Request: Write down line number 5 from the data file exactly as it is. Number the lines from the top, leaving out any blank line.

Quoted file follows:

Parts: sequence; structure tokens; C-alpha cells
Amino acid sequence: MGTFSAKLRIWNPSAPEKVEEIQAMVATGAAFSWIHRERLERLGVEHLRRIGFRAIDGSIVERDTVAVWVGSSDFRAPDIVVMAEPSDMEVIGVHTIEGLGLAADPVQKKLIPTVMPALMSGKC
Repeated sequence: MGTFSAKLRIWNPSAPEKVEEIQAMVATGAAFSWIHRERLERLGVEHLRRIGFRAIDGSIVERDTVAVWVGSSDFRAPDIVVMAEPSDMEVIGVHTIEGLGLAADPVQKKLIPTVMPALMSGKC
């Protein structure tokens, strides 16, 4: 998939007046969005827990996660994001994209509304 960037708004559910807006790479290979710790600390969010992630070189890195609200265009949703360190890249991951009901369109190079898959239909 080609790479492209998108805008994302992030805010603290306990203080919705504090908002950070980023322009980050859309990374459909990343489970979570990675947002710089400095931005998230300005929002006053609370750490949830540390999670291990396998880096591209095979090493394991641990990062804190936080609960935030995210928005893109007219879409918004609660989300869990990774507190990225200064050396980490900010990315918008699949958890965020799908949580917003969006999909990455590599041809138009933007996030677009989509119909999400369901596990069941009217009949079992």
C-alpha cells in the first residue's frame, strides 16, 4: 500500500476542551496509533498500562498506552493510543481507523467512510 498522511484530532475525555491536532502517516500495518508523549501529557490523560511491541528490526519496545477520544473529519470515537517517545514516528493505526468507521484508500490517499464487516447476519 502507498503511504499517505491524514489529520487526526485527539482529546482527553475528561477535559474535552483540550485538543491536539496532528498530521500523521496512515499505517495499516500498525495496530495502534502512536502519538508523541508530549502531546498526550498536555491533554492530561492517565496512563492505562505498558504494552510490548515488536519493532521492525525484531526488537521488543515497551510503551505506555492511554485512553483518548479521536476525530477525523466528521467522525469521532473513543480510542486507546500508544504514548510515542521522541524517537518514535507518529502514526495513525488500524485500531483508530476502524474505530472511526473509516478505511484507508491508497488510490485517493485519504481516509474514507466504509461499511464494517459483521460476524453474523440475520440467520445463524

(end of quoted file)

C-alpha cells in the first residue's frame, strides 16, 4: 500500500476542551496509533498500562498506552493510543481507523467512510 498522511484530532475525555491536532502517516500495518508523549501529557490523560511491541528490526519496545477520544473529519470515537517517545514516528493505526468507521484508500490517499464487516447476519 502507498503511504499517505491524514489529520487526526485527539482529546482527553475528561477535559474535552483540550485538543491536539496532528498530521500523521496512515499505517495499516500498525495496530495502534502512536502519538508523541508530549502531546498526550498536555491533554492530561492517565496512563492505562505498558504494552510490548515488536519493532521492525525484531526488537521488543515497551510503551505506555492511554485512553483518548479521536476525530477525523466528521467522525469521532473513543480510542486507546500508544504514548510515542521522541524517537518514535507518529502514526495513525488500524485500531483508530476502524474505530472511526473509516478505511484507508491508497488510490485517493485519504481516509474514507466504509461499511464494517459483521460476524453474523440475520440467520445463524